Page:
Smoke detectors must be present in a home, by law in some states, to keep your family safe by alerting them to the presence of smoke during a fire. Smoke detectors are also supposed to be in working condition, meaning they need to have working batteries in them at all times. A smoke detector can usually beep even without a battery.
For safety reasons, smoke detectors retain enough power to continue beeping even if the batteries have been removed. This will let homeowners know that there is something wrong with the smoke detector and that it's necessary to replace the batteries so the alarm can function properly in an emergency. Some smoke detectors may also be wired into the house's electrical wiring for emergency power when the batteries fail, which is why they are able to beep with no batteries.
Batteries can expire, and batteries that have been stored improperly may not work. Most smoke detectors will be able to identify whether the batteries are good or not. If the new batteries are bad, the smoke detector will keep beeping.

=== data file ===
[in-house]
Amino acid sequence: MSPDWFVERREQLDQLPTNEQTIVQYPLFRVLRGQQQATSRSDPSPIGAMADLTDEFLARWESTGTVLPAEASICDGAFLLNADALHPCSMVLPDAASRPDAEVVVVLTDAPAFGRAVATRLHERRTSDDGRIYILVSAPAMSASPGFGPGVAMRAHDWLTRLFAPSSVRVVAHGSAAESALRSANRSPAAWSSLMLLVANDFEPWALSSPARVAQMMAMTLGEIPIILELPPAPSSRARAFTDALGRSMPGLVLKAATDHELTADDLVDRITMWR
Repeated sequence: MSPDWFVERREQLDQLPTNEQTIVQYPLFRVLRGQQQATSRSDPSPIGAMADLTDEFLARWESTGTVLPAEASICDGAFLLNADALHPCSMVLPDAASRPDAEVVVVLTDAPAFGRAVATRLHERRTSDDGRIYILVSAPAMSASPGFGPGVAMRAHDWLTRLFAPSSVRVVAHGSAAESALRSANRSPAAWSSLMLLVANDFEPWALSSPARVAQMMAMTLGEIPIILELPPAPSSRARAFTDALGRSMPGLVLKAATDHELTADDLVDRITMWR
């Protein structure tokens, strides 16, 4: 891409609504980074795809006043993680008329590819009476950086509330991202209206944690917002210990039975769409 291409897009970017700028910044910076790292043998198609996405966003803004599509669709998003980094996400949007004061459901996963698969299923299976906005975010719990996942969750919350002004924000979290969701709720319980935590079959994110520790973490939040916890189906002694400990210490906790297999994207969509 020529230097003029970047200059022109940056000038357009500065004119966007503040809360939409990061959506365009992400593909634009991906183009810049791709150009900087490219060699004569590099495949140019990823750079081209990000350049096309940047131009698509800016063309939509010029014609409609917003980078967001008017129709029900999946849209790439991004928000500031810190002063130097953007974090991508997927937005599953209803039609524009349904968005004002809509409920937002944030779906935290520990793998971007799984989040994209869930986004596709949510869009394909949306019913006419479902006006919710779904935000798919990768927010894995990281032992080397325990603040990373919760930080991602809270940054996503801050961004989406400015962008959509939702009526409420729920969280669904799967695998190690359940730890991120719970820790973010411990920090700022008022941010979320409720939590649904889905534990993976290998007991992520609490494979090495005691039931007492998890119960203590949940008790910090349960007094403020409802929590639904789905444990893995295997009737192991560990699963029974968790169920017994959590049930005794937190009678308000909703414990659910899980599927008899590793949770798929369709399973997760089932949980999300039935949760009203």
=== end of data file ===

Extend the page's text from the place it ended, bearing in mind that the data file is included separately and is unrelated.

Homeowners should replace the batteries in their smoke detector at least twice per year to ensure the smoke detector will work properly. Waiting until the batteries are dead to replace them is unsafe, as the smoke detector may not have enough power to go off in a serious fire emergency.
The Test Button
All smoke detectors have a test button that should be easily accessible from the outside. If the smoke detector is without batteries, pushing the test button should still result in a beeping noise. Consult your smoke alarm's manual to see if you need to reset the smoke alarm using the test button after replacing the batteries, as this may stop frequent beeping.